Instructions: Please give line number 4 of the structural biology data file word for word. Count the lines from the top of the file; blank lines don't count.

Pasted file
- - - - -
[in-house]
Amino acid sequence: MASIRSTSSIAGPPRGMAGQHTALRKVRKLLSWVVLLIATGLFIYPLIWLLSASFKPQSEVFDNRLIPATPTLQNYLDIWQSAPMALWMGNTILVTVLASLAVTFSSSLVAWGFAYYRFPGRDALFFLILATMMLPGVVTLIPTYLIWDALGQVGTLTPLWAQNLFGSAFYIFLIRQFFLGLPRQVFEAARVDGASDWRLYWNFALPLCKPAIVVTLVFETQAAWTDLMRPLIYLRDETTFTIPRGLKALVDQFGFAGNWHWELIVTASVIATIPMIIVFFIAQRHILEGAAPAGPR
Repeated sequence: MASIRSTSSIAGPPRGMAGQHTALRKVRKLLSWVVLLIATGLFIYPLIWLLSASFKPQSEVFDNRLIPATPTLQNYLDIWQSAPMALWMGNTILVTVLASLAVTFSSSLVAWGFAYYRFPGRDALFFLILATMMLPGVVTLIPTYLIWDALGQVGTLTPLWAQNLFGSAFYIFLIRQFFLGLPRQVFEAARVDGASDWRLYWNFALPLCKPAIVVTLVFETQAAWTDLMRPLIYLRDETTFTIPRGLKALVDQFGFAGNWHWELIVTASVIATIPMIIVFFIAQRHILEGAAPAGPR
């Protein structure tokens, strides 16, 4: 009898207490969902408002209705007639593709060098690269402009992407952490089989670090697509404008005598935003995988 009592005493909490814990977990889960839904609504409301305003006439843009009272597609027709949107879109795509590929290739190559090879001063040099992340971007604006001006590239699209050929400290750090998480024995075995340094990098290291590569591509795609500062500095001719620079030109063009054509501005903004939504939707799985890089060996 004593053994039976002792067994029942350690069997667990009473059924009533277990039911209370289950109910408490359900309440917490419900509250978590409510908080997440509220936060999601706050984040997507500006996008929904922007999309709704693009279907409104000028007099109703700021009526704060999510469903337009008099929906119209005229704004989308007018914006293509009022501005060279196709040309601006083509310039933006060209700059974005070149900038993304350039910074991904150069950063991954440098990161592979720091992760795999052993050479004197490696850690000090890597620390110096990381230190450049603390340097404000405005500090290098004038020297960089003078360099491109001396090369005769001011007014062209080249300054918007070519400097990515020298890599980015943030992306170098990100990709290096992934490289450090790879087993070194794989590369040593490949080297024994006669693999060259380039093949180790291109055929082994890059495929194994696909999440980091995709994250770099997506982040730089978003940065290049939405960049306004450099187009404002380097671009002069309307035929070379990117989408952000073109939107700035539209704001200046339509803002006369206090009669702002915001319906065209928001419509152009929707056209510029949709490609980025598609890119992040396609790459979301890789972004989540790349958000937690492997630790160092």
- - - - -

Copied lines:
């Protein structure tokens, strides 16, 4: 009898207490969902408002209705007639593709060098690269402009992407952490089989670090697509404008005598935003995988 009592005493909490814990977990889960839904609504409301305003006439843009009272597609027709949107879109795509590929290739190559090879001063040099992340971007604006001006590239699209050929400290750090998480024995075995340094990098290291590569591509795609500062500095001719620079030109063009054509501005903004939504939707799985890089060996 004593053994039976002792067994029942350690069997667990009473059924009533277990039911209370289950109910408490359900309440917490419900509250978590409510908080997440509220936060999601706050984040997507500006996008929904922007999309709704693009279907409104000028007099109703700021009526704060999510469903337009008099929906119209005229704004989308007018914006293509009022501005060279196709040309601006083509310039933006060209700059974005070149900038993304350039910074991904150069950063991954440098990161592979720091992760795999052993050479004197490696850690000090890597620390110096990381230190450049603390340097404000405005500090290098004038020297960089003078360099491109001396090369005769001011007014062209080249300054918007070519400097990515020298890599980015943030992306170098990100990709290096992934490289450090790879087993070194794989590369040593490949080297024994006669693999060259380039093949180790291109055929082994890059495929194994696909999440980091995709994250770099997506982040730089978003940065290049939405960049306004450099187009404002380097671009002069309307035929070379990117989408952000073109939107700035539209704001200046339509803002006369206090009669702002915001319906065209928001419509152009929707056209510029949709490609980025598609890119992040396609790459979301890789972004989540790349958000937690492997630790160092």